AKIPRESS.COM - Representatives of several Chinese companies have arrived in Afghanistan on special visas and are conducting on-site inspections of potential lithium projects, while others have made contacts about such projects, several Chinese businessmen in Afghanistan told the Global Times on Tuesday, marking a concrete initial step in potential cooperation in developing one of Afghanistan's biggest mineral deposits.
However, despite growing interest from companies, major hurdles and risks remain for Chinese firms to actually implement such projects, given the major uncertainties in the country in terms of policy, security, the economy and infrastructure, some mining industry insiders who have been involved in overseas projects, including in Afghanistan, told the Global Times.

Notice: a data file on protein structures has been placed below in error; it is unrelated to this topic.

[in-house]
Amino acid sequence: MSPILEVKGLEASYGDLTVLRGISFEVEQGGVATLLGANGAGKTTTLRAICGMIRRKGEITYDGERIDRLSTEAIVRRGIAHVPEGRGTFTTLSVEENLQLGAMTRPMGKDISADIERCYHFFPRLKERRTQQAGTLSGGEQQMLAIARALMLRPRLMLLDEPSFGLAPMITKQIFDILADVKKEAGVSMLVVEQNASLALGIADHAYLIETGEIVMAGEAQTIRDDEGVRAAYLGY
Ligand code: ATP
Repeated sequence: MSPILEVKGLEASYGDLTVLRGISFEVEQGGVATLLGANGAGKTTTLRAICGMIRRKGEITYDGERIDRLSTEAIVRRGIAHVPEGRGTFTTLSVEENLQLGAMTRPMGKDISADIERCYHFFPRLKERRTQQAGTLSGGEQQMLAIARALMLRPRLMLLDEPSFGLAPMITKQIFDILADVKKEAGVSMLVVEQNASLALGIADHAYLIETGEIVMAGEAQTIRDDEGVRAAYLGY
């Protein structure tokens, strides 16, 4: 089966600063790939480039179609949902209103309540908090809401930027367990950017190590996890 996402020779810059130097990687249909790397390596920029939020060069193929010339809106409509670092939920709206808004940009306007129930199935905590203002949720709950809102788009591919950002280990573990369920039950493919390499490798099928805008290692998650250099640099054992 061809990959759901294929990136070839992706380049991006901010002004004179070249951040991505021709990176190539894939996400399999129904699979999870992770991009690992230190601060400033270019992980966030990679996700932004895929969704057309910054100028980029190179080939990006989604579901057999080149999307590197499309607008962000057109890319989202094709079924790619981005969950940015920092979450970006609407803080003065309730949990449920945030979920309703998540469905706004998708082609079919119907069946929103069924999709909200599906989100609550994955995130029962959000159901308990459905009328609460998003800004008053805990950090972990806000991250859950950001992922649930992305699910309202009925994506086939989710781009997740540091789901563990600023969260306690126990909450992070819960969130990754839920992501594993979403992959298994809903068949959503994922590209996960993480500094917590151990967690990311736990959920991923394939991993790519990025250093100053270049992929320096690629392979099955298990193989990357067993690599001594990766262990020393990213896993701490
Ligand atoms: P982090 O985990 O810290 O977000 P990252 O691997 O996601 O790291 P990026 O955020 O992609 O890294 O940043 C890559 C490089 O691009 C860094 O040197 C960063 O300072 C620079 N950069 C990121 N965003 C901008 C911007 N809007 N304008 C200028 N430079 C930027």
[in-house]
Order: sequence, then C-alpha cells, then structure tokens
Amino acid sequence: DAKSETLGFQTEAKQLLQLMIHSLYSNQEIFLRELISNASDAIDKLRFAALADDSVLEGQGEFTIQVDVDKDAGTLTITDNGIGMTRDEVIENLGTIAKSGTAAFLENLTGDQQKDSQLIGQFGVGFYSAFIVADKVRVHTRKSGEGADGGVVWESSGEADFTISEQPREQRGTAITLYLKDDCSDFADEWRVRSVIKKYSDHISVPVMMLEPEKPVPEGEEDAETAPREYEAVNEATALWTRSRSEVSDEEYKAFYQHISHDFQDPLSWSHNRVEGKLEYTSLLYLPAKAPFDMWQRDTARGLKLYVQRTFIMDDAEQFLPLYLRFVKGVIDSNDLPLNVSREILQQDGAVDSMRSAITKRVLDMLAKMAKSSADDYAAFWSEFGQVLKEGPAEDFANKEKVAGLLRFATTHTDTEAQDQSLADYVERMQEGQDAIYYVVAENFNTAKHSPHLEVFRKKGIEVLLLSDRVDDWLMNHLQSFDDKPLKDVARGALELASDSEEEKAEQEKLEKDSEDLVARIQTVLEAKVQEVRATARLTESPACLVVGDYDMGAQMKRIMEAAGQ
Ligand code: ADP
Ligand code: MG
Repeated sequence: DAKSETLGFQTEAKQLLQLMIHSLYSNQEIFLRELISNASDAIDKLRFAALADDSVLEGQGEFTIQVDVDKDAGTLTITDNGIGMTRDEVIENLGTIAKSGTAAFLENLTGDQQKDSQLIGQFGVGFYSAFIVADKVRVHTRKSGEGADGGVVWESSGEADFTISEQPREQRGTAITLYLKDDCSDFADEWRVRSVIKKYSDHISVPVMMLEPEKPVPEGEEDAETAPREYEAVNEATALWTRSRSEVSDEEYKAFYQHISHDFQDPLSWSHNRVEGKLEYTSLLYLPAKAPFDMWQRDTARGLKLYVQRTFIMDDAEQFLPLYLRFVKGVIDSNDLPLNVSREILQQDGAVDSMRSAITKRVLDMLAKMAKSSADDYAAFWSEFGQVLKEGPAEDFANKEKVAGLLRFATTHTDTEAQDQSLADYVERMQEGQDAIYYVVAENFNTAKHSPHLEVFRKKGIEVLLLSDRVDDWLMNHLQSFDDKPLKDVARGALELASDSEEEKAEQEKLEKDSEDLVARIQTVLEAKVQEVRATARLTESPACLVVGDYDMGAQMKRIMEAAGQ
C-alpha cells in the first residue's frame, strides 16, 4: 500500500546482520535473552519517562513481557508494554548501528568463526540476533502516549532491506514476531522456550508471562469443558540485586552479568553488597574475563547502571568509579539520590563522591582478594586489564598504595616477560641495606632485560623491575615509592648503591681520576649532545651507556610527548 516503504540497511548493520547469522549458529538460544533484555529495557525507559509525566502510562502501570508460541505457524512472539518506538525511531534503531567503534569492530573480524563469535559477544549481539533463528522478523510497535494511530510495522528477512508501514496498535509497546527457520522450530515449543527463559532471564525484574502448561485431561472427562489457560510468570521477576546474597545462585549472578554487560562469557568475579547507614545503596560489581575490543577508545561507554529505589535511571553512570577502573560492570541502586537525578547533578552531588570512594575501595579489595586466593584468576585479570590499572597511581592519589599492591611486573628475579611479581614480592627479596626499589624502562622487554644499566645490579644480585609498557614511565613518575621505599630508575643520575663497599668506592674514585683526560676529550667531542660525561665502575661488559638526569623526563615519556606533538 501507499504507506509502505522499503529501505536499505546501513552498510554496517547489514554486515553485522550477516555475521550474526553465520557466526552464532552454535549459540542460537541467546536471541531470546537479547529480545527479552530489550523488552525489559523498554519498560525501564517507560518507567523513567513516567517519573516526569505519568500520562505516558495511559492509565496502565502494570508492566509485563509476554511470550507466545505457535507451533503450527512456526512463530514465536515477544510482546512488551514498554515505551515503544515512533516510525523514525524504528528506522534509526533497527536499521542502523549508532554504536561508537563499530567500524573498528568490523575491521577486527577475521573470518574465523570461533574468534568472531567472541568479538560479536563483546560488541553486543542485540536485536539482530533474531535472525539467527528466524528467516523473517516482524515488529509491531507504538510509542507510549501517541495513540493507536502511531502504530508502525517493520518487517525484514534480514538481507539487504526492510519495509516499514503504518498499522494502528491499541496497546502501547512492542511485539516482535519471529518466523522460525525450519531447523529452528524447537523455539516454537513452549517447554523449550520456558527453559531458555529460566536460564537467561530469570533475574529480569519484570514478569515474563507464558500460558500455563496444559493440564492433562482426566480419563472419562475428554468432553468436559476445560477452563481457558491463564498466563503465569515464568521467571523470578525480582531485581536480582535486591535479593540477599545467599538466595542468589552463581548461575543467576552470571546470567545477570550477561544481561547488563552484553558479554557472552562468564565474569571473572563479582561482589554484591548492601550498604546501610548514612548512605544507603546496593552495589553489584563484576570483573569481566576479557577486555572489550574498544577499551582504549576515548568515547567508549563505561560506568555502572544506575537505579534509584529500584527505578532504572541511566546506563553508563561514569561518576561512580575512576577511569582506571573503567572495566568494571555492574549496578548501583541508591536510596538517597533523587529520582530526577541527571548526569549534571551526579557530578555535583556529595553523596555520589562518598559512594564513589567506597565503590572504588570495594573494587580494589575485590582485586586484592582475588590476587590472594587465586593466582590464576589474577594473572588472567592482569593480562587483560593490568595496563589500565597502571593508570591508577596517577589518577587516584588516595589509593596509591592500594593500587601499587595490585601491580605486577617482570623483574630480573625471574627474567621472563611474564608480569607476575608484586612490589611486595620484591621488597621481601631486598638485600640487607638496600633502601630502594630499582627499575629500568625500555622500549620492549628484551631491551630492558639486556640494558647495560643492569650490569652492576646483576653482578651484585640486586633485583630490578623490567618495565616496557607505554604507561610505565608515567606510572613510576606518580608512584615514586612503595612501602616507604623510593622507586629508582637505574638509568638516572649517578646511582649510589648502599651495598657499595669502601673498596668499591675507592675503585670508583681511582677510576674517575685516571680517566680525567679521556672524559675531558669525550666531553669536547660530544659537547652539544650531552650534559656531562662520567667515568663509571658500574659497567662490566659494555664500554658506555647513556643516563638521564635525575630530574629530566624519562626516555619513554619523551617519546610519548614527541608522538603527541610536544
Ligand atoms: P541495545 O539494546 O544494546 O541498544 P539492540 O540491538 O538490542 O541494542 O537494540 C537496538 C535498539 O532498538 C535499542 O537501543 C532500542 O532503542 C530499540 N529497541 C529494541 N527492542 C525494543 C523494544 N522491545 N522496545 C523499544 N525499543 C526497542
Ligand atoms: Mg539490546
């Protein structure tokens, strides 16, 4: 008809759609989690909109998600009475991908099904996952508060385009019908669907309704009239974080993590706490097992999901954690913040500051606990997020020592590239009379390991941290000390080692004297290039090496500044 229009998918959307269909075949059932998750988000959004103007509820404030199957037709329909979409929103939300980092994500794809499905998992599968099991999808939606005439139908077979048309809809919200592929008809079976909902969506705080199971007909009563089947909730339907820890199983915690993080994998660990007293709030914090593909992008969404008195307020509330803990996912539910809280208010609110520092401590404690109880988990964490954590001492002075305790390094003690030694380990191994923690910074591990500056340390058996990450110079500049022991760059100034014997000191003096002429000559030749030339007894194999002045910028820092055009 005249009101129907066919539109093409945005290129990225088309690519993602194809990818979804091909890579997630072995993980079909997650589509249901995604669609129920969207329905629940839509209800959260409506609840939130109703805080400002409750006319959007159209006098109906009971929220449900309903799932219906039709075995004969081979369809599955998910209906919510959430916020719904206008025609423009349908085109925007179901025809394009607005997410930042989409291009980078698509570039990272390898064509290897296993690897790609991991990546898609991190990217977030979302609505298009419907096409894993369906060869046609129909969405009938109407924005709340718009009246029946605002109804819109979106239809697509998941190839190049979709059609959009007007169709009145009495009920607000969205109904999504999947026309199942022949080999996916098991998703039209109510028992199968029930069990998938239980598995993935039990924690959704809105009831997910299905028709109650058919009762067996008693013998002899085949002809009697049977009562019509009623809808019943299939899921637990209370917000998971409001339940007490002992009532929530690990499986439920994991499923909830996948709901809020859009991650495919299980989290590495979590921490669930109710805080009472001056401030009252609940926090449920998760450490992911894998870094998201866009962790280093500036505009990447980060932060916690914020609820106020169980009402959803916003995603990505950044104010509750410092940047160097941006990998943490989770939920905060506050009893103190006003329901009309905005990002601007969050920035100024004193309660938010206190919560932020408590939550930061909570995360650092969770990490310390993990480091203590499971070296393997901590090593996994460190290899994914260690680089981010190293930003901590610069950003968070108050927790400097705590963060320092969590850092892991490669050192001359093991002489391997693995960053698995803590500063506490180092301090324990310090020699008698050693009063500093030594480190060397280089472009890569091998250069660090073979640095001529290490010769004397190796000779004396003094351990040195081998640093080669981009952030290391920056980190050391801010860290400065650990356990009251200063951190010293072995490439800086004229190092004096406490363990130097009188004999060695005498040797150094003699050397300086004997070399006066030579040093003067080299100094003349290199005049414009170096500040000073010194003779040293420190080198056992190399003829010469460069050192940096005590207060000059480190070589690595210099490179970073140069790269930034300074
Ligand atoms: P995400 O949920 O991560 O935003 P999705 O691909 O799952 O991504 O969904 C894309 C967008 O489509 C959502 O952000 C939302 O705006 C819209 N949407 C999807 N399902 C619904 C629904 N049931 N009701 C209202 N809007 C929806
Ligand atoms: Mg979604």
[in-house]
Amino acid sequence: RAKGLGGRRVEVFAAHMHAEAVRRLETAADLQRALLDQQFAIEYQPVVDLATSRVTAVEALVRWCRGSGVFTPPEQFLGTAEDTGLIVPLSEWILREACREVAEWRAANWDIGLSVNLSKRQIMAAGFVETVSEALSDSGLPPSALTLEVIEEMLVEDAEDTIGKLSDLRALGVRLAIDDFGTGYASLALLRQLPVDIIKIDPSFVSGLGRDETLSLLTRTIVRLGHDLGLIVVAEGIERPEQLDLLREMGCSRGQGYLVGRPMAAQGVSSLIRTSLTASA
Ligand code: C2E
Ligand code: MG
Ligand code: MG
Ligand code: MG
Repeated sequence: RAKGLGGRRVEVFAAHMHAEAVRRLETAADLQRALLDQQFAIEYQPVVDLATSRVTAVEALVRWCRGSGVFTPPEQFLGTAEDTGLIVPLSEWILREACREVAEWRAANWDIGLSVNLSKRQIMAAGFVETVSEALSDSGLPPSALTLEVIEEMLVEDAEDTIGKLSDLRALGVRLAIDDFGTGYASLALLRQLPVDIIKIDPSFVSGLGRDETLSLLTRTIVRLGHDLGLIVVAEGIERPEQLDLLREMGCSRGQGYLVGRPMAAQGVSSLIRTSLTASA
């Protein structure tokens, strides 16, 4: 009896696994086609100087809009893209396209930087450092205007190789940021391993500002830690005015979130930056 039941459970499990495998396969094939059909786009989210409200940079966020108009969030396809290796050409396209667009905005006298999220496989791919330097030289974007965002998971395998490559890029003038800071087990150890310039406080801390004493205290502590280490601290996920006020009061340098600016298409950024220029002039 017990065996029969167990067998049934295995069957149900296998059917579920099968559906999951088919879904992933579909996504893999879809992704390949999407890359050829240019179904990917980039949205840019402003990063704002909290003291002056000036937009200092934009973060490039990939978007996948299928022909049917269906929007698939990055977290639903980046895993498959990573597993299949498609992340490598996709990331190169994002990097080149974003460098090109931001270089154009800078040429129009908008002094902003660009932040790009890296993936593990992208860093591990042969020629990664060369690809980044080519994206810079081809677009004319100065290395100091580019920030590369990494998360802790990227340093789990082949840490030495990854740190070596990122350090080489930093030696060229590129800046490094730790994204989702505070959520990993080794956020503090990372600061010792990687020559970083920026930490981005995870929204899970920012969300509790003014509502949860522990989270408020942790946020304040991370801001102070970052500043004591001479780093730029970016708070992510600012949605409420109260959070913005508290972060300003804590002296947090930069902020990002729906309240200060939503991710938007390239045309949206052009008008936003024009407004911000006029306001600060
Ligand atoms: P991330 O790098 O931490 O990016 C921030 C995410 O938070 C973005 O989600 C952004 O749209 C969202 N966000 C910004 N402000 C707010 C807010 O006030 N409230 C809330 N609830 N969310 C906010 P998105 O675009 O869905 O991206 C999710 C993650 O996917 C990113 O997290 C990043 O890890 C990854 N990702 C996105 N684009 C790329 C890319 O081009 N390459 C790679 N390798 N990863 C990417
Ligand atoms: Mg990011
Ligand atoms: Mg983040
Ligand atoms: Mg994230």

Taliban officials expressed a welcoming attitude toward Chinese companies, as they seek to rebuild the war-torn country. Chinese officials have also extended helping hands to the Afghan people by providing humanitarian aid and resuming certain trade channels, including for pine nuts.
Just on Saturday, a freight train loaded with more than 1,000 tons of humanitarian aid departed from Northwest China's Xinjiang Uygur Autonomous Region, bound for Afghanistan.
Amid the friendly ties, interest in Afghanistan's mining sector is also growing among Chinese firms, including projects involving copper and lithium, given the massive deposits estimated to be worth as much as $1 trillion. In terms of lithium, a critical but scarce resource for batteries and other technologies, Afghanistan could rival Bolivia, which currently has the world's biggest known reserves, according to a CNN report.